Quantum Computing in Electric Vehicle Battery Design and Development
Vehicle manufacturers are beginning to express great interest in quantum computing since it shares synergies with the paradigm shifting taking place across the automotive industry with the proliferation of part-electric or fully electric vehicles (in addition to the demand for self-driving autonomous vehicles). The use of quantum computing is particularly pertinent regarding improvements in battery chemistry with this placing upper limits on electric vehicle driving range, mass, and ultimately deeper market penetration across all mobility sectors overall.
With the adoption of quantum computing, vehicle and battery manufacturers can study variations in battery chemistry and structure at faster than real-time whilst being exponentially faster at producing more precise results compared with classical computing. This demonstrates a marked difference in battery technology development that is currently limited to battery modelling techniques that are incredibly slow and require significant numbers of trial-and-error experiments. Furthermore, battery energy flow optimisations will become more complex in the future due to the plethora of information available and the suite of battery materials used. Classical computing cannot provide detailed optimisations in the short timeframes required; hence the reason for leveraging the power of quantum computing.
How can Quantum Computing Help?
Since quantum computing is based on quantum physics rather than algorithms and mathematics, it can process instructions and produce data significantly quicker than traditional computing. Furthermore, quantum computing, rather than using ones and zeros as with traditional computing, uses quantum bits, also known as ‘qubits,’ which are orders of magnitude quicker at processing commands. This allows numerous commands to be processed in parallel, again reducing time taken to complete a set of instructions compared with classical computing.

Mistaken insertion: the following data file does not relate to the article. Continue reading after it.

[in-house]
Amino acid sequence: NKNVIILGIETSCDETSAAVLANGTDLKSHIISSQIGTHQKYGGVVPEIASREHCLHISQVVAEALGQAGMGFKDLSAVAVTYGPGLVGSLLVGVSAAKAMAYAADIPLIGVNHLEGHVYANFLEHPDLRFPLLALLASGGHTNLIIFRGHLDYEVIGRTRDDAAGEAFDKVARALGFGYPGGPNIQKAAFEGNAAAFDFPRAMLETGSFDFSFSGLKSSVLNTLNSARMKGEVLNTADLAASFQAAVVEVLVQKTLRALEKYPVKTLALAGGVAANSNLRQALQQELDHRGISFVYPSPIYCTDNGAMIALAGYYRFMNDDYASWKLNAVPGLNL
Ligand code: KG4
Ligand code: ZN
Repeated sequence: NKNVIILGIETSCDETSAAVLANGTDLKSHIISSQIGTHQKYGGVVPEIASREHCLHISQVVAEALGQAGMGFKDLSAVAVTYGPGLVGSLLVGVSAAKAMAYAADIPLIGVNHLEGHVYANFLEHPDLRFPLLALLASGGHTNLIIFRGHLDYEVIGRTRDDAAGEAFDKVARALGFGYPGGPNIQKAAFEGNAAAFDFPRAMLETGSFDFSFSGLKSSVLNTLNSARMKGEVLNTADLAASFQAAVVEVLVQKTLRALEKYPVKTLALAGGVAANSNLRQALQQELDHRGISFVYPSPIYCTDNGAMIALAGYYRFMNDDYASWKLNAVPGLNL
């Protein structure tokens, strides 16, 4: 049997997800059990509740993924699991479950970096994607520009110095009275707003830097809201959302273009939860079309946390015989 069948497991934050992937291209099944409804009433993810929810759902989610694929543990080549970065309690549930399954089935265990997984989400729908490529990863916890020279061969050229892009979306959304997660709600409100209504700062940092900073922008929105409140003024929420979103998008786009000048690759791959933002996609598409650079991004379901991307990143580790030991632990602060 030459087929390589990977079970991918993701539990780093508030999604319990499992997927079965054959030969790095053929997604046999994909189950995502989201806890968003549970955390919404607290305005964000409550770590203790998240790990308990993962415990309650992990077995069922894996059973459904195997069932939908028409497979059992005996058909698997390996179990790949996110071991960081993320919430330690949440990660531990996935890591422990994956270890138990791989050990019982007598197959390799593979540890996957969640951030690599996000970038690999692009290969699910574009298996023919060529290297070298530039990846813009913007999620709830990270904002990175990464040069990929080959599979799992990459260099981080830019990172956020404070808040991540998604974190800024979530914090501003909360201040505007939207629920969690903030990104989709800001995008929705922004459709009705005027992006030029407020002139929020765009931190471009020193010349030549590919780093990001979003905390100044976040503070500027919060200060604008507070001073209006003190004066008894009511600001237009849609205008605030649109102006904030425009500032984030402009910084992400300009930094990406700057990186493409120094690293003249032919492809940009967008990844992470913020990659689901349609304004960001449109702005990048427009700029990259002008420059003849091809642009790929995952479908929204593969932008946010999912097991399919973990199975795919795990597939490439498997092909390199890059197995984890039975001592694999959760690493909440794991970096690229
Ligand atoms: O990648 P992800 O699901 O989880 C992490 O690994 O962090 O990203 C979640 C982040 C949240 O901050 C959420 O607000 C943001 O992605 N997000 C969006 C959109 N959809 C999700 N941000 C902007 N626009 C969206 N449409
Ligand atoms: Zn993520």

Quantum computers are naturally more suited for modelling molecular behaviour of batteries, since both systems are fundamentally governed by quantum mechanics and transport properties. Therefore, since quantum computers can model chemistry more efficiently and faster than classical computers, they naturally find favour for in-depth investigations into battery chemistry. Additionally, quantum computing offer advantages in areas such as 3D simulation modelling that has historically been extremely slow; particularly with regards to resolving complex Computational Fluid Dynamics (CFD) or Large Eddy Simulation (LES) problems.
Innovations in Quantum Computing for EV Battery Design and Development
In early 2022, Hyundai partnered with quantum computing start-up IonQ to investigate how quantum computers may be used to construct improved batteries for electric vehicles. The goal of this was to develop the largest battery-chemistry model ever run on a quantum computer. This system will be used to study and simulate the structure of lithium compounds, including lithium oxide in lithium-air batteries. Presently, there is great interest in lithium-air batteries as they have a specific energy density close to that of gasoline (40.1MJ/kg vs. ~43MJ/kg). Hyundai and IonQ have therefore used quantum computing to develop new variational quantum eigensolver algorithms that are optimised for the study of lithium chemistry. This partnership is central to Hyundai’s target of selling 560,000 electric vehicles annually by 2025 whilst introducing up to 12 new fully electric models.